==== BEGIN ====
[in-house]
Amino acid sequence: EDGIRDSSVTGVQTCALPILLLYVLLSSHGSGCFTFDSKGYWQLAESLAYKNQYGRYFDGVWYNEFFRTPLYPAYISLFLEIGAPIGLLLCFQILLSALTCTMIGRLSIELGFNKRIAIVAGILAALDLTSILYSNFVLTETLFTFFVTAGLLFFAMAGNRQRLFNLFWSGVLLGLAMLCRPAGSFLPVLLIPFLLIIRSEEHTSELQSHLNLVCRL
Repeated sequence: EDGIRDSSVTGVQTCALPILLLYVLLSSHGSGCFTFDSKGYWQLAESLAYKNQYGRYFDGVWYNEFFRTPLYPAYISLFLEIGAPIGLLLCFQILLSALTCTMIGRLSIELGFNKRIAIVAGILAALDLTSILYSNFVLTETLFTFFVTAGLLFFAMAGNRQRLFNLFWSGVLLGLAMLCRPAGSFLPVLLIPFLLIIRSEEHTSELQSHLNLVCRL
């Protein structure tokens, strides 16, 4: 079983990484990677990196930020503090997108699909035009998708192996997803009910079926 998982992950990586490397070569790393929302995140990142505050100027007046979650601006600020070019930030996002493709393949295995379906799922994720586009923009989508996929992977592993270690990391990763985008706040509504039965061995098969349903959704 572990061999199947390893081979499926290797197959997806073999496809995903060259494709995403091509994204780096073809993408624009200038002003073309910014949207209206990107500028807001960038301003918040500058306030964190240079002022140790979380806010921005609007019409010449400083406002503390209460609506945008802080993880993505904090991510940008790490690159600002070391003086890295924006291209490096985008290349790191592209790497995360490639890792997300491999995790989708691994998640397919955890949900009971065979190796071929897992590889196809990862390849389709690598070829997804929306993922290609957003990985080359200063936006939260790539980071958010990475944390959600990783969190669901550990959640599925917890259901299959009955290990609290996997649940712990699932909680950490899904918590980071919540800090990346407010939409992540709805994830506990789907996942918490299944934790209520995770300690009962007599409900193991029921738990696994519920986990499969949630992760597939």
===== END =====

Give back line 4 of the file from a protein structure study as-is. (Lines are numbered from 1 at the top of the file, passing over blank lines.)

């Protein structure tokens, strides 16, 4: 079983990484990677990196930020503090997108699909035009998708192996997803009910079926 998982992950990586490397070569790393929302995140990142505050100027007046979650601006600020070019930030996002493709393949295995379906799922994720586009923009989508996929992977592993270690990391990763985008706040509504039965061995098969349903959704 572990061999199947390893081979499926290797197959997806073999496809995903060259494709995403091509994204780096073809993408624009200038002003073309910014949207209206990107500028807001960038301003918040500058306030964190240079002022140790979380806010921005609007019409010449400083406002503390209460609506945008802080993880993505904090991510940008790490690159600002070391003086890295924006291209490096985008290349790191592209790497995360490639890792997300491999995790989708691994998640397919955890949900009971065979190796071929897992590889196809990862390849389709690598070829997804929306993922290609957003990985080359200063936006939260790539980071958010990475944390959600990783969190669901550990959640599925917890259901299959009955290990609290996997649940712990699932909680950490899904918590980071919540800090990346407010939409992540709805994830506990789907996942918490299944934790209520995770300690009962007599409900193991029921738990696994519920986990499969949630992760597939």